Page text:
1976 VW Kombi
The VW Kombi, introduced in the 1950s, is a front-controlled, light vehicle. Initially derived from Volkswagen’s inaugural model, the ‘Type 1’ Beetle, the Kombi was designated the factory name ‘Type 2’. This vehicle triggered global competition, compelling rivals to develop diverse variations.
Yet, it was during the 1960s, amidst the counterculture movement, that the Kombi truly soared in popularity, earning the moniker ‘Hippie bus/van’. This specific Kombi represents a second-generation Type 2, characterized by a bay window replacing the first generation’s front split windshield. While maintaining its original interior, it boasts a fresh coat of paint. Having been under the care of a sole owner, it now awaits its new proprietor.
Frequently Asked Questions
An in-person car auction is an event where vehicles are put up for sale to the highest bidder. It takes place in a physical location, such as an auction house or a designated venue, where potential buyers can attend the auction in person.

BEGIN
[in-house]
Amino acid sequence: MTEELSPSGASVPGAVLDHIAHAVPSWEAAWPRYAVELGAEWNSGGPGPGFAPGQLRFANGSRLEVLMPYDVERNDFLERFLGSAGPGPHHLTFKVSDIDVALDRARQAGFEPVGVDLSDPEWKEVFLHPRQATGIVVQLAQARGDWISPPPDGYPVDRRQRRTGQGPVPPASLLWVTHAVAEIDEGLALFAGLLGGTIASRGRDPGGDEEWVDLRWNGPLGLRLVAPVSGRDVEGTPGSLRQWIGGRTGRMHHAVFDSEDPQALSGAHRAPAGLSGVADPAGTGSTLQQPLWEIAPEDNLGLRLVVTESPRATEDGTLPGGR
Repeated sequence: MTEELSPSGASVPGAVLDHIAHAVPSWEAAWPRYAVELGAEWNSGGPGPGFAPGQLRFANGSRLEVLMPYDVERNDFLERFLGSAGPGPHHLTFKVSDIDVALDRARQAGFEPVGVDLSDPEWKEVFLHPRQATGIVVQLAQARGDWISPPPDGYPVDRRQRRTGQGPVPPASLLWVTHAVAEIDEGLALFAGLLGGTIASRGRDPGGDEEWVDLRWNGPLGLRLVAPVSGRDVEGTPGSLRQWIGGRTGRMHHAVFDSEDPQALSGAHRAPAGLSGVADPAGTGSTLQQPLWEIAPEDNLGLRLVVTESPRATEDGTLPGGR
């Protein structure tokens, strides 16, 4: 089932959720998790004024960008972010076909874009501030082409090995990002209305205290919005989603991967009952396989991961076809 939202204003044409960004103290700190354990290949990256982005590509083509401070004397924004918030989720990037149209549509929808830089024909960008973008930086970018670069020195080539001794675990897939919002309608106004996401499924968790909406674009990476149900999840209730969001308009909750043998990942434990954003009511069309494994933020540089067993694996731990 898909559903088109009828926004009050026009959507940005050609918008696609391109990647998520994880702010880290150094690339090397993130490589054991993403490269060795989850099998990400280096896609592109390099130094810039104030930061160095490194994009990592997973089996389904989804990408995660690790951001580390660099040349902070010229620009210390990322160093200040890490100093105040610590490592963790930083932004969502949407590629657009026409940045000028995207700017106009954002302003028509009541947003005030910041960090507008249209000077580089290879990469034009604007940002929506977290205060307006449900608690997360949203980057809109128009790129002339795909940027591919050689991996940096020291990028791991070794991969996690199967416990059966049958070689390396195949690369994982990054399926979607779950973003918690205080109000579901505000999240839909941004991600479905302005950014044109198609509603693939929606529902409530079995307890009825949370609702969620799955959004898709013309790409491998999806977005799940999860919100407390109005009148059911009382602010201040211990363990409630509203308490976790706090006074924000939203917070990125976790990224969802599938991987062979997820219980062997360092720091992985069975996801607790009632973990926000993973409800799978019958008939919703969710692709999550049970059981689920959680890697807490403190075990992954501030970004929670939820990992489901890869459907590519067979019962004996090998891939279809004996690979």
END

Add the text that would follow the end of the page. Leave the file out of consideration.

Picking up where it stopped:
In an in-person car auction, registered bidders gather at the auction location and bid on the vehicles that are presented on the auction block. The auctioneer starts with an opening bid, and interested bidders raise their hands to place their bids. The bidding continues until there is only one bidder remaining, and that person wins the vehicle.
To participate in an in-person car auction, you need to register beforehand. Registration requirements include providing identification, proof of residence, and a deposit. Once registered, you can attend the auction and bid on the vehicles that interest you.
Yes, in-person car auctions allow potential buyers to inspect the vehicles before the auction begins. This inspection period gives you the opportunity to assess the condition of the vehicle and determine its value. It’s important to carefully inspect the vehicles you’re interested in and consider any potential repairs or issues.
Test drives are not allowed at in-person car auctions. However, you can check the interior, and examine the vehicle’s features.
Winning a bid at an in-person car auction is considered a binding contract. If you change your mind or fail to complete the payment, you will face consequences such as losing your deposit.